Showing posts with label Jews. Show all posts
Showing posts with label Jews. Show all posts

Tuesday, December 15, 2015

Tzfat (Safed) Artist District

A large "Rabbi carrying a Torah scroll" statue on top of gallery in Zafed (Tzfat) - Israel's artist colony city in the north

Northern Israel is a mix of different cultures. The most prominent is Muslim, Christian and Jewish cultures living in close proximity. While the world around Israel seem to be literally burning, norther Israelis are trying to make a peaceful co-existence a daily routine. One outstanding example is the city of Tzfat (Safed). A small city at the very north of the country. Historically it holds a mystical place to Jewish Kabbalah followers. With a million immigrants from the former soviet republics, the city was designated as first an artists colony, then a tourist destination. Both efforts by the Israeli state left their mark. But unfortunately did not turn out as initially expected. Tzfat today has a small artist population and a few small hotels. To the Jewish Orthodox community it serves as a vacation spot in the north. Some tourism, both Jewish and Christian, make this one of their sites. We visited the city on a rainy Sunday morning. The city was almost deserted with very few tourists. A few art galleries were open and welcoming. A few restaurants were close to business, not expecting any diners. But the old city, with a series of old Jewish Synagogues and small art studios in renovated century old homes was wonderful. The attraction to Christian tourists is close proximity to many original Christian sites in the Galilee, most prominent the Sea of Galilee.
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Monday, August 5, 2013

Israel's Public Relation Battle With The Diaspora: A Loosing Proposition?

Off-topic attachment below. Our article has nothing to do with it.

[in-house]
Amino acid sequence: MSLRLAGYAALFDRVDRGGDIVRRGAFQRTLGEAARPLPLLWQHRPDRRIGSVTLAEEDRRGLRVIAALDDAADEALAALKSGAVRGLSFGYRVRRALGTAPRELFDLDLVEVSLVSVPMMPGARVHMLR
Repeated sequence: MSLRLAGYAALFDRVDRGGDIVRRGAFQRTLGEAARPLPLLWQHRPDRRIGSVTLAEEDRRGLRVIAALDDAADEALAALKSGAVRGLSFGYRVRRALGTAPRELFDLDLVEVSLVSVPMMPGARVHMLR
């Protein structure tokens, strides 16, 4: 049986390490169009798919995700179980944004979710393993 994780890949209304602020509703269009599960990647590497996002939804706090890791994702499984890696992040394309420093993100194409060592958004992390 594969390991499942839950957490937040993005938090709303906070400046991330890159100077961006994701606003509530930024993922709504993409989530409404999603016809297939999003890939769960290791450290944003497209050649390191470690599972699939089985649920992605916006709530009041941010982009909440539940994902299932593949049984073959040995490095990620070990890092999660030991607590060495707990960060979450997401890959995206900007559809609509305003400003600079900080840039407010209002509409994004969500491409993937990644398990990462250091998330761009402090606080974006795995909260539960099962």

Taglit is great for the "Next Generation" / What about THIS ONE?
A unique organization called Taglit http://www.birthrightisrael.com started thirteen years ago. The organization gave free trips to Israel to young Jewish people who were not in the Jewish community. This may sound a little strange, and initially it was. The idea was to expand the true knowledge of Israel among Jews who were not particularly interested in Israel. Focusing on the “next generation” was a tactic to sell the idea more easily and to implant a seed in the generation coming up no just in the Jewish community. The idea took a few years to take hold. Today, Taglit brings over 50,000 people a year to Israel. Also, initially mainly targeted at the US Jewish population, which has over 50% of Jews not associated with any Jewish community activity, the program is even more successful in the rest of the world. Particularly in small Jewish communities with a population who wants to be associated with a Jewish activity but simply does not have the means. In some Latin-American countries, up to 90% of the young Jewish population who qualify and want to make the Taglit trip, end up coming to Israel.  
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Friday, October 16, 2009

Breslev Spirituality: Young Jewish Orthodox in Tel Aiv

Once in a while, in the evenings mostly, on a busy street in Tel Aviv you will suddenly see a white van with speakers on top. When the van is moving they play a peculiar hip-hop music with a Klezmer flavor (old eastern European Jewish style music.) When traffic lights turn red or when there is a convenient place to stop two young men dressed in loose white pants and shirt hop out and dance on the street. The scene is a bit like what the hippies looked like in the 60's in Haight-Ashbury in San Francisco without the flowers and the Indian patterns. This is one form of communication from the breslev community in Tel Aviv (see also Breslev.) The Breslev community, followers of the Rabbi Nachman of Brezlov, have organized into loose groups and attract mostly young men from non-religious background. Their message is based on the writing of Rabbi Nachman from Breslev who preached lightness and happiness in being Jewish (late 1700's to early 1800's). At the time Jews in eastern Europe aspired to become great Torah masters. Rabbi Nachman believed in living Jewish life with a purpose based on spirituality not ability as a proficient Torah student or in practicing Judaism. This message appeals to many young Jews who do not have the background or knowledge to join traditional Jewish communities.

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